Of the headliners featured in 2022’s historic hip-hop halftime show on Feb. 13, Snoop Dogg posted the biggest gains, notching a 143% increase — from 12.427 million streams the week prior to 30.222 million the week the game aired. Following closely in second was Mary B. Blige, who scored a 132% gain (14.395 million to 33.386 million). However, it must be noted, as both Snoop and Blige released albums on Feb. 11 (BODR and Good Morning Gorgeous, respectively), just two days prior to the show. Elsewhere in the lineup, Dr. Dre’s streams increased 108% (22.658 million to 42.136 million), Eminem rose 39% (70.330 million to 97.438 million) and Kendrick Lamar saw a 35% boost (44.440 million to 60.138 million).
On the Billboard 200 albums chart (dated Feb. 26, 2022), 15 albums tied to 2022 halftime performers (and the songs performed) dotted the tally – including four in the top 20. In the top 10 alone, Eminem’s former No. 1 Curtain Call: The Hits, vaulted 126-8 (31,000 equivalent album units earned in the week ending Feb. 17; up 256%) while Dr. Dre’s Dr. Dre – 2001, zoomed 108-9 (30,000 units; up 220%). It was the first time the albums had been in the top 10 since 2006 and 1999, respectively.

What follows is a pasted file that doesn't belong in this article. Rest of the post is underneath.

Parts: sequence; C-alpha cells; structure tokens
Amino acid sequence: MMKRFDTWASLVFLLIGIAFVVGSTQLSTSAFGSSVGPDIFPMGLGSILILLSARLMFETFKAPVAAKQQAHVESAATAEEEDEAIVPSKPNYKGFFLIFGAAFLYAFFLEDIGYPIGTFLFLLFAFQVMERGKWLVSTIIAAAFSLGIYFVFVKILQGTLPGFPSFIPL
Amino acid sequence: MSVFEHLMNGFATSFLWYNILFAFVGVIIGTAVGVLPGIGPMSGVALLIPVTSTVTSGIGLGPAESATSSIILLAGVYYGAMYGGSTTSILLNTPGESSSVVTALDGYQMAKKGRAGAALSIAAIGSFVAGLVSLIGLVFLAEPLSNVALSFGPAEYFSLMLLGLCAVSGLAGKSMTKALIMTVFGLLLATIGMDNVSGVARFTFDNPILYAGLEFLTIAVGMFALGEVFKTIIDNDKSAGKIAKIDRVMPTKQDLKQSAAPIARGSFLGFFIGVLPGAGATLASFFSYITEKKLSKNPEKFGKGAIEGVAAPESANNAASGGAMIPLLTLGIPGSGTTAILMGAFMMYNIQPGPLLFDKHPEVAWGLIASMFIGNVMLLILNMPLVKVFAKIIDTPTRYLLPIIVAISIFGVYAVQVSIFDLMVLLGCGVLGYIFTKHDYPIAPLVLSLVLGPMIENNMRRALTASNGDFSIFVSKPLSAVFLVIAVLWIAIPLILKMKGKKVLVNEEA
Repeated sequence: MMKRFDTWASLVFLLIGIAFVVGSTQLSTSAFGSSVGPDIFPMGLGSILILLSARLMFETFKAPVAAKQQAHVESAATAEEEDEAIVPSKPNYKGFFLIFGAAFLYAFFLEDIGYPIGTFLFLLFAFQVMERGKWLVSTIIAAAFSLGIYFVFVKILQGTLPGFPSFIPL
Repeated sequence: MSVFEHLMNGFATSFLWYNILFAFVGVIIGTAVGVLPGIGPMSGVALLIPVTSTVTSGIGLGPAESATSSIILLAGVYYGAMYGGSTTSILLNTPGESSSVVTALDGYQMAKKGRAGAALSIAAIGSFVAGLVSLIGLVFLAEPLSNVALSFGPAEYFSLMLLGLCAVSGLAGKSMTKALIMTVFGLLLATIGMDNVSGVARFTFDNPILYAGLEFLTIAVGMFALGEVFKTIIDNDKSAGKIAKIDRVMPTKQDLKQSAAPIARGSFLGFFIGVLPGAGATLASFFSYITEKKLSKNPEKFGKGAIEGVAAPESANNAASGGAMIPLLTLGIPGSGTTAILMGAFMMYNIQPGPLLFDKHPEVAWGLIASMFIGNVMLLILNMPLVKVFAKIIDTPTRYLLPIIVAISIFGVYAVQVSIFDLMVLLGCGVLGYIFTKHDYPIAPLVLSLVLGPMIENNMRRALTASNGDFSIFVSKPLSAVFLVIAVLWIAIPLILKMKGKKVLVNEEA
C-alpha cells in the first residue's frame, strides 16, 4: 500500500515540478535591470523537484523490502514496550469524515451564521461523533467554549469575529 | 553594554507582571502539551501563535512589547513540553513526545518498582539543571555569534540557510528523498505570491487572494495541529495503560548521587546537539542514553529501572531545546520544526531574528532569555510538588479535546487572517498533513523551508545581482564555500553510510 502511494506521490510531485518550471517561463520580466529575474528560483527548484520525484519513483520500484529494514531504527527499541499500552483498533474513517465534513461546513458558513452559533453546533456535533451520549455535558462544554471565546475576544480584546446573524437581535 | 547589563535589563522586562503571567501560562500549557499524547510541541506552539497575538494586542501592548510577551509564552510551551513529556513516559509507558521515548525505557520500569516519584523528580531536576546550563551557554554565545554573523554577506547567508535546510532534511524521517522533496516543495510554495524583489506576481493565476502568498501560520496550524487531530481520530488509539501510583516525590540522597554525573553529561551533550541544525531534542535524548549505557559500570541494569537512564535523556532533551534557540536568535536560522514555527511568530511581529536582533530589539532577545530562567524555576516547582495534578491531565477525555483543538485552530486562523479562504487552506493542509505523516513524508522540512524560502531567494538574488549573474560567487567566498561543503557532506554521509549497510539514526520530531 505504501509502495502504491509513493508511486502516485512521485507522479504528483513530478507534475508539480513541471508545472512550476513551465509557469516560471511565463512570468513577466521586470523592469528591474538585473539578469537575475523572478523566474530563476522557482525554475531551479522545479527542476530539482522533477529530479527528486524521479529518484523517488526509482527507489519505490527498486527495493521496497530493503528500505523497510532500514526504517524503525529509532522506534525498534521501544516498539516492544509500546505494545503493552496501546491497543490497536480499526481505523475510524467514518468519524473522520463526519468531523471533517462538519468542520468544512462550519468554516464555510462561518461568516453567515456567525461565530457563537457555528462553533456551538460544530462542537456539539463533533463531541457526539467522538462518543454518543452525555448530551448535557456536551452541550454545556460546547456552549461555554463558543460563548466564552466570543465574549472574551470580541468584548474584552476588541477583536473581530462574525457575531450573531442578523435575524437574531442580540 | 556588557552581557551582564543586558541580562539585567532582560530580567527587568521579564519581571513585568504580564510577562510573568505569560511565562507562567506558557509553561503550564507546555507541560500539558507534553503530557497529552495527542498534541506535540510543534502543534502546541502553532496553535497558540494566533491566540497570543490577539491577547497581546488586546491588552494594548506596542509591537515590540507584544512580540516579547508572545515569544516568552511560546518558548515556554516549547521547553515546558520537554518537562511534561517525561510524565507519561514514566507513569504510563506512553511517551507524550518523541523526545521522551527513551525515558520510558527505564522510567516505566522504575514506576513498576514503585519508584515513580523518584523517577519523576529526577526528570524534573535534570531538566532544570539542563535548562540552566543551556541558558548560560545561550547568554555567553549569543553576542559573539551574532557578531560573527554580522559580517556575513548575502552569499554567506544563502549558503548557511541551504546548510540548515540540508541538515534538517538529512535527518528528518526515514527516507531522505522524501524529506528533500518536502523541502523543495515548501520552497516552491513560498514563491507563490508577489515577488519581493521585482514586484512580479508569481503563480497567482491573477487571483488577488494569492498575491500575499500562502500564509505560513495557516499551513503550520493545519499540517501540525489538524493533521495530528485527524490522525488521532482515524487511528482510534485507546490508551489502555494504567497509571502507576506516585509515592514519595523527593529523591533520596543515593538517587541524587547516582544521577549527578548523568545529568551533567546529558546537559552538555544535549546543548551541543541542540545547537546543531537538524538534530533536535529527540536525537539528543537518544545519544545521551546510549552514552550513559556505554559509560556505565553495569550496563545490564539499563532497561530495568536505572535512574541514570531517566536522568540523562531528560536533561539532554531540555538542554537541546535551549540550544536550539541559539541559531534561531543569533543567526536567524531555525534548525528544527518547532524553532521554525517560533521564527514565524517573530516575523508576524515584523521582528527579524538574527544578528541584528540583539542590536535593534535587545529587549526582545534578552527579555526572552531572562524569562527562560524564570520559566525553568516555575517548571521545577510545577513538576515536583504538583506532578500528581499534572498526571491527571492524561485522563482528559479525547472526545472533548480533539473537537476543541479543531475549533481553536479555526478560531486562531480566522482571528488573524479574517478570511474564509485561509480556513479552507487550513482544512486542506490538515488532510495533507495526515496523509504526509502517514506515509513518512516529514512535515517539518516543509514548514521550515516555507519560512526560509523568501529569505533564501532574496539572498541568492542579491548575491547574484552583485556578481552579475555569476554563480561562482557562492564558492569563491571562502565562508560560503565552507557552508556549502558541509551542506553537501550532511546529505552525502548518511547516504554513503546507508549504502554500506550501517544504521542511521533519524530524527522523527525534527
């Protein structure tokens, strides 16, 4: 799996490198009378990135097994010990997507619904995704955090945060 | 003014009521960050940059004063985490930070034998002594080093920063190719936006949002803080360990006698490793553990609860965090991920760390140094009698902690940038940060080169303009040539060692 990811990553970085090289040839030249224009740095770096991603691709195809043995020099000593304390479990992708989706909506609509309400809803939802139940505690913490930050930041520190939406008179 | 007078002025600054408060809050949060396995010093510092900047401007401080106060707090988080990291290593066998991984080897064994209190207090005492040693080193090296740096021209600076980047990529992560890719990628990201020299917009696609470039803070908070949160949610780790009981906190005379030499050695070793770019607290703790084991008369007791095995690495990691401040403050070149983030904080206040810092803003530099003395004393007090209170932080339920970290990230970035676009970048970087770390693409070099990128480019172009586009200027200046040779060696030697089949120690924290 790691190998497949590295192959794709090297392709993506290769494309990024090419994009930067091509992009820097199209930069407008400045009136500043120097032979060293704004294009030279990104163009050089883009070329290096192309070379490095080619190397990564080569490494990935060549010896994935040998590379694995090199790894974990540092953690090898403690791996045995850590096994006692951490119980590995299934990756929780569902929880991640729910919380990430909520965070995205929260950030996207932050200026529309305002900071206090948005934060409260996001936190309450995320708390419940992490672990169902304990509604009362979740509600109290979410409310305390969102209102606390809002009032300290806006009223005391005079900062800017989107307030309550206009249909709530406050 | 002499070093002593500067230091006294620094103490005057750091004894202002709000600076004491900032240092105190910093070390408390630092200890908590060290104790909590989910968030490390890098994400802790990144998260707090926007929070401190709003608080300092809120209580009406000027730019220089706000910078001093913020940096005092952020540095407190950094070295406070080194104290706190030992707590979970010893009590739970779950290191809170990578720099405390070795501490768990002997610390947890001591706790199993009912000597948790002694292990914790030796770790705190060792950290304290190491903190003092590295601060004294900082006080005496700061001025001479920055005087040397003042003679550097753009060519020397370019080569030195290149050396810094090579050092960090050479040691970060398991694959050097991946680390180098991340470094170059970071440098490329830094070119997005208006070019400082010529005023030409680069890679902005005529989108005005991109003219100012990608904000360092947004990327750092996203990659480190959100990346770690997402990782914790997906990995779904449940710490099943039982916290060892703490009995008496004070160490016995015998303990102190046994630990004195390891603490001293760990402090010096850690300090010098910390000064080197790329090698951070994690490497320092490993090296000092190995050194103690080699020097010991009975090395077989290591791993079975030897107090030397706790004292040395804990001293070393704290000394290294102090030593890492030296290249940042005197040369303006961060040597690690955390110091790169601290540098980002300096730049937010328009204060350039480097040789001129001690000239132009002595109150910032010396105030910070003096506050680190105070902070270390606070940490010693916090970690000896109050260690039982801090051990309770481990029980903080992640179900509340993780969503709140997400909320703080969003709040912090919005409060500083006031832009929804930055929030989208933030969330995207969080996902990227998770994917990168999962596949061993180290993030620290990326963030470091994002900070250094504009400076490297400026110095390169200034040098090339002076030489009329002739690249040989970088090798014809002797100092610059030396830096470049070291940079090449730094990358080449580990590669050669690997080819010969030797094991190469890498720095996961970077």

2021: The Weeknd
Nearly a year after the release of his album After Hours, The Weeknd performed in the first halftime show of the pandemic era, throwing down a bevy of hits including “Blinding Lights,” “Starboy,” “The Hills,” “Can’t Feel My Face,” “I Feel It Coming” and the soon-to-be No. 1 “Save Your Tears” (thanks to an Ariana Grande-assisted remix). After the performance, the singer enjoyed a solid 65% surge in on-demand streams — from 82.779 million the week prior to 136.494 million the week the game aired.
Meanwhile, The Weeknd’s then-new compilation album The Highlights debuted at No. 2 on the Billboard 200 (dated Feb. 20, 2021), marking the highest-charting greatest hits album in more than a year. The following week, The Weeknd’s then-most recent studio set, After Hours, returned to the top 10, joining The Highlights – marking the first time the superstar had two albums in the top 10 at the same time.
2020: Jennifer Lopez & Shakira